I can’t quite believe that this blog has come to an end. It’s been such a huge part of my life for the past year that I’m honestly struggling to imagine disconnecting from it – but that’s ok, because I don’t think I will. Without a doubt, the single biggest lesson this process has taught me is that successful development as a teacher is synonymous with continuous development as a teacher. If I want to improve my practice and be fully cognisant of what I do and don’t believe, this is a process that can’t stop.
Writing this blog has involved bringing new thoughts and ideas into my teaching, breaking down and rebuilding my attitudes, examining (sometimes quite ruthlessly) my assumptions and shortcomings, and striving to put the conclusions of self-evaluation into real practice, with real students. So really it hasn’t ended in any meaningful way, because I’ve learned that I must continue doing all of this.
At the outset, I had some expectations, hopes and goals in mind for this module and what I might take from it. Below, I revisit them and explain their relevance now.
‘From February 2017 until now, I’ve been working in the same school and this has given me the space and stability to consolidate my experiences and further build on the development I had undergone previously. Before that, I’d been teaching in Devon, Chile and Colombia in a wide variety of different contexts. Since settling down, I can really sense that there has been tangible development in the way I teach, and the way I view learning… I believe that I’m in a critical period in my development; I have to exploit it while I can.’
The comfort of working at Eurocentres was a double-edged sword in my implementation of new resolutions in my teaching practice. The foundation it laid for heading in new directions was, in the end, a great help. However, the routine which I had built around myself there, which as I said in the opening statement did provide the environment necessary to form a clearer idea of who I am as a teacher, also limited me. I believe that I found it more difficult to act on the fruits of reflection because it took a notable effort to derail my existing habits, which were reinforced by the familiarity of the teaching context and resources. As for the last line of my thoughts above – I believe that I’m in a critical period in my development; I have to exploit it while I can – that has never been more relevant than it is now. I’m making a fresh start at a new school next month, and in September I’m heading abroad again to find new contexts. I mention this in more detail in Assessed Observation 5, part 2. This is a tailor-made chance to launch into a new stage of my identity as a teacher, and to follow up on the implications of the thoughts within this blog in earnest.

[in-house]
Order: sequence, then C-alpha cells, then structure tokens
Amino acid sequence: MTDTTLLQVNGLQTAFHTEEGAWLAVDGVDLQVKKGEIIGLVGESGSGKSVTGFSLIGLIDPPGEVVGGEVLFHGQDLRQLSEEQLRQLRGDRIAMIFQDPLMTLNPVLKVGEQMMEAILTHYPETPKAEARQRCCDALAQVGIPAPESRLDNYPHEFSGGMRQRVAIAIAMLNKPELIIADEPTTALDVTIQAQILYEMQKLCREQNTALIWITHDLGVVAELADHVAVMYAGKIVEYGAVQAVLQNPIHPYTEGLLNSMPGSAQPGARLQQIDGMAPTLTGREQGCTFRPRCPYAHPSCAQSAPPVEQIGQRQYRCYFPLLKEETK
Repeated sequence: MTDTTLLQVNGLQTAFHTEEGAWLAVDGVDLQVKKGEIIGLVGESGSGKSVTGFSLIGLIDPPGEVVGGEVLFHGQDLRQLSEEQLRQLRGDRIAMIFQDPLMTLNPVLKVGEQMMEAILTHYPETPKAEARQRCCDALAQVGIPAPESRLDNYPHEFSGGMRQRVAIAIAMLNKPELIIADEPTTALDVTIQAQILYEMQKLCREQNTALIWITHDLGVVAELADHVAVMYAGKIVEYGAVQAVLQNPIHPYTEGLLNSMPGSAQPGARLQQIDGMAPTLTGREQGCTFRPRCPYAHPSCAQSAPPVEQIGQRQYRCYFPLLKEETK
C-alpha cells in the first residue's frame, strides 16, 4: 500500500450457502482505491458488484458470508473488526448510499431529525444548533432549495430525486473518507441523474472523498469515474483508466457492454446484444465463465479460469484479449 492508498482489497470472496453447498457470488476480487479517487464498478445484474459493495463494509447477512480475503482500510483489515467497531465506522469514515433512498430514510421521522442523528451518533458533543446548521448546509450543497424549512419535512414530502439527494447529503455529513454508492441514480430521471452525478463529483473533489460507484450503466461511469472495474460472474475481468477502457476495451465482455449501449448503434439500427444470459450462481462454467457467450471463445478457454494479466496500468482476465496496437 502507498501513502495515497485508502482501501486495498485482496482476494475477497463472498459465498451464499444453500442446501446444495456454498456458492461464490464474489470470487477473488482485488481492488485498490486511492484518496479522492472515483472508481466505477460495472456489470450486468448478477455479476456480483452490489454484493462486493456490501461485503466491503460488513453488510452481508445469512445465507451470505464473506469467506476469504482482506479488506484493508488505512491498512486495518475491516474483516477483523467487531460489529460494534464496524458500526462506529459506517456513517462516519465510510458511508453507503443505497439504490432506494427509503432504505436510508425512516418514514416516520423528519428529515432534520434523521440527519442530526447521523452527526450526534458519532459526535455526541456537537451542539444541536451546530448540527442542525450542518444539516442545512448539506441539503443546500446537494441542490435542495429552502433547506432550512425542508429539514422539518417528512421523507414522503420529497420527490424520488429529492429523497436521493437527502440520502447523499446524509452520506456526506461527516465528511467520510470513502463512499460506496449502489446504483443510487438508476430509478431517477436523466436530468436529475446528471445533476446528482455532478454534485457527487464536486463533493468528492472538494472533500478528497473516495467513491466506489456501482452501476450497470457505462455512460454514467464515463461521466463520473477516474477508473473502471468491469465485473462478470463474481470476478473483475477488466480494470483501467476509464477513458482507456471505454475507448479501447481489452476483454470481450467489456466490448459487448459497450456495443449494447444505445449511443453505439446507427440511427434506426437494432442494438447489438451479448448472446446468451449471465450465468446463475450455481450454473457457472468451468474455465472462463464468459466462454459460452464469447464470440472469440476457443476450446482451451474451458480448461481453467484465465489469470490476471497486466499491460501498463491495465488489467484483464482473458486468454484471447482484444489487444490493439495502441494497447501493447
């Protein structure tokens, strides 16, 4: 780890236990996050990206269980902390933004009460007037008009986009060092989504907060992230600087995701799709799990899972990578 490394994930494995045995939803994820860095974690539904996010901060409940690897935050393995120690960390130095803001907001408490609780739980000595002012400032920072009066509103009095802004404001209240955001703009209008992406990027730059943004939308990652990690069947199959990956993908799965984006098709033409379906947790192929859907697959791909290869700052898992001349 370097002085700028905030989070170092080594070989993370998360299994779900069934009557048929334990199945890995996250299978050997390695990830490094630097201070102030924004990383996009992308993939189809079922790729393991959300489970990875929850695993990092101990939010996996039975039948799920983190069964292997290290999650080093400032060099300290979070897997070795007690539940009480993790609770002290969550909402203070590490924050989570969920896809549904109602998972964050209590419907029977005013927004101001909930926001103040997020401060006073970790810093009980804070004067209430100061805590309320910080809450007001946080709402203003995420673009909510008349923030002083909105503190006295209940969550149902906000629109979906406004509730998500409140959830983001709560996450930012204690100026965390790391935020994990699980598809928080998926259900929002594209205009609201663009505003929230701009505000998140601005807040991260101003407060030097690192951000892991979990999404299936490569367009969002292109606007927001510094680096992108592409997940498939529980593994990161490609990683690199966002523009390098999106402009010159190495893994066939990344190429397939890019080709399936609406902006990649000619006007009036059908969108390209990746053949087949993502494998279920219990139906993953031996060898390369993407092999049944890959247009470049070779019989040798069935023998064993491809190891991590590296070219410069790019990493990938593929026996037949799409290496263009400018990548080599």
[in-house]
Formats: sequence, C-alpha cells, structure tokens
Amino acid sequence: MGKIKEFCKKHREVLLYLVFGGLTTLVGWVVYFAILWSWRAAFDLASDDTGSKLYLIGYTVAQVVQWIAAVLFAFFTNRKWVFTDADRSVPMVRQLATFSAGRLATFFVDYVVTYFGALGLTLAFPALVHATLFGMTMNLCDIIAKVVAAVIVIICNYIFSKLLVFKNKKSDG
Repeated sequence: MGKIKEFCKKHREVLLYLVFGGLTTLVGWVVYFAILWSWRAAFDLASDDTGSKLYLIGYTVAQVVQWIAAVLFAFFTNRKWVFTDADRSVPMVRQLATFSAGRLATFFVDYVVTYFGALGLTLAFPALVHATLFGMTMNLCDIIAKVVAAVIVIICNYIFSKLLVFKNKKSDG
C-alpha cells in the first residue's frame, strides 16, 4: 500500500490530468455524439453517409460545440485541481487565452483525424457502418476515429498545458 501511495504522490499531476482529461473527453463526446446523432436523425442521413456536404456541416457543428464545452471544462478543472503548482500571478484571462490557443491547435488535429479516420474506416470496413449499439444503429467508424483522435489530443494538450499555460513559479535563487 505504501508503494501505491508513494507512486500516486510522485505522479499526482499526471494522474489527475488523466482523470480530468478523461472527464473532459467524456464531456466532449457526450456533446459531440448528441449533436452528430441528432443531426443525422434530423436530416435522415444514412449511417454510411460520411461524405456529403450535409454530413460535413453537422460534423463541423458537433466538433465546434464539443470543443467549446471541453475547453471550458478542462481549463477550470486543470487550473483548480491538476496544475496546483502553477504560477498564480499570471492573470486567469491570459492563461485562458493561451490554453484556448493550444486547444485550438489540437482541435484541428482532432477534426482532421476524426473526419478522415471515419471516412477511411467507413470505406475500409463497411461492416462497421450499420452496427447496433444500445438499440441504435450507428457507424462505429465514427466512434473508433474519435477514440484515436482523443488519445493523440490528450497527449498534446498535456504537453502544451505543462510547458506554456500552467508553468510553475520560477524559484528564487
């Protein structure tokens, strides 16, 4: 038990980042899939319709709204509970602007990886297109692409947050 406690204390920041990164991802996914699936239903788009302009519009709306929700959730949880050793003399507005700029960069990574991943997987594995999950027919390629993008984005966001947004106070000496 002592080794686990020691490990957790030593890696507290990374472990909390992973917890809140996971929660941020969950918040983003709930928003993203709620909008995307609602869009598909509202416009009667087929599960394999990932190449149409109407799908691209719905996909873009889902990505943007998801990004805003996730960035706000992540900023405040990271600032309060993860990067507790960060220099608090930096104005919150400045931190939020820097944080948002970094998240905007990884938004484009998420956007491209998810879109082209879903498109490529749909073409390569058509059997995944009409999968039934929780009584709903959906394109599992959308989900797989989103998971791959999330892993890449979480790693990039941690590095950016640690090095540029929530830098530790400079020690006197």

‘Personality has a big role to play in what kind of teachers we are – whether we are interventionists or facilitators, how we correct errors, how we stage a day or a week of lessons, what we expect of our students; in fact it can affect almost every aspect of teaching. That’s fine, but it’s always crucial to be able to dissect your own assumptions and apply more solidly grounded pedagogical theory to them to see if they hold up to it.’
Having torn some of my assumptions to shreds, sometimes with the application of pedagogical theory and sometimes with the revelations provided by observing other teachers, I’ve still not managed to replace them with anything half as concrete. This is a good thing. A belief in which you have absolute confidence is unlikely to be one that you’ve examined properly – something else I’ve learned in this process. Progress is impossible if you aren’t sceptical about the values and attitudes you hold.